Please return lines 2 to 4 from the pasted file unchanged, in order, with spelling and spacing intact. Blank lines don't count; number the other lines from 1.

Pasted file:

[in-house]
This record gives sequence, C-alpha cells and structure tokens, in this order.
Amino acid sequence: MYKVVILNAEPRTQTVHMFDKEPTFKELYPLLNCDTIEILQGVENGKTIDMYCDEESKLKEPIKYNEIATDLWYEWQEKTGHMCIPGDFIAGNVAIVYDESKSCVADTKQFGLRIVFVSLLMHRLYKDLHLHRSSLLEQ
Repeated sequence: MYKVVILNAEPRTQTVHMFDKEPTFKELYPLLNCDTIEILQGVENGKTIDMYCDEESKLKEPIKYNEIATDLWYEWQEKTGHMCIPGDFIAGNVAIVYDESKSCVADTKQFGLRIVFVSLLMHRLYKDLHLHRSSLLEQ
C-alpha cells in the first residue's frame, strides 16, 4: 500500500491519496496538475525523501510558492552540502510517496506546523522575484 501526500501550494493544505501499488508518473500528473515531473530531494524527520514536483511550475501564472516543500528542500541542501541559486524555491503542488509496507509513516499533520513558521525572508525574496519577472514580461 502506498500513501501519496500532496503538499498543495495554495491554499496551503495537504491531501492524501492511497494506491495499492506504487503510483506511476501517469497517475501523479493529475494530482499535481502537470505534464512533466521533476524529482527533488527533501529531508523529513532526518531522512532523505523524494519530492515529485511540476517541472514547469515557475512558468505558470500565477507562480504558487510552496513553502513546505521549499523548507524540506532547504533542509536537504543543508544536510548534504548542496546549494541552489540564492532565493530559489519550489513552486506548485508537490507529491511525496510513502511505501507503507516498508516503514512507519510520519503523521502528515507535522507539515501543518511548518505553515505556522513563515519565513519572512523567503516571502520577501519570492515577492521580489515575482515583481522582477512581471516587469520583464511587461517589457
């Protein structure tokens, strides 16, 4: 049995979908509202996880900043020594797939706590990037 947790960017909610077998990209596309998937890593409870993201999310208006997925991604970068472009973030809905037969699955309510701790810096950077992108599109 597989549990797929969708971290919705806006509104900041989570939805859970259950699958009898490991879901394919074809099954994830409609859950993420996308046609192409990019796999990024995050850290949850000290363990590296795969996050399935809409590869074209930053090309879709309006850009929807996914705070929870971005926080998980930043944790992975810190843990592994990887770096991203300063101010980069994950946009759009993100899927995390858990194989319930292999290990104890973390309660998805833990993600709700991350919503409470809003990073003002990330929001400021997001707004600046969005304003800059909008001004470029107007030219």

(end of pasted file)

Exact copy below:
This record gives sequence, C-alpha cells and structure tokens, in this order.
Amino acid sequence: MYKVVILNAEPRTQTVHMFDKEPTFKELYPLLNCDTIEILQGVENGKTIDMYCDEESKLKEPIKYNEIATDLWYEWQEKTGHMCIPGDFIAGNVAIVYDESKSCVADTKQFGLRIVFVSLLMHRLYKDLHLHRSSLLEQ
Repeated sequence: MYKVVILNAEPRTQTVHMFDKEPTFKELYPLLNCDTIEILQGVENGKTIDMYCDEESKLKEPIKYNEIATDLWYEWQEKTGHMCIPGDFIAGNVAIVYDESKSCVADTKQFGLRIVFVSLLMHRLYKDLHLHRSSLLEQ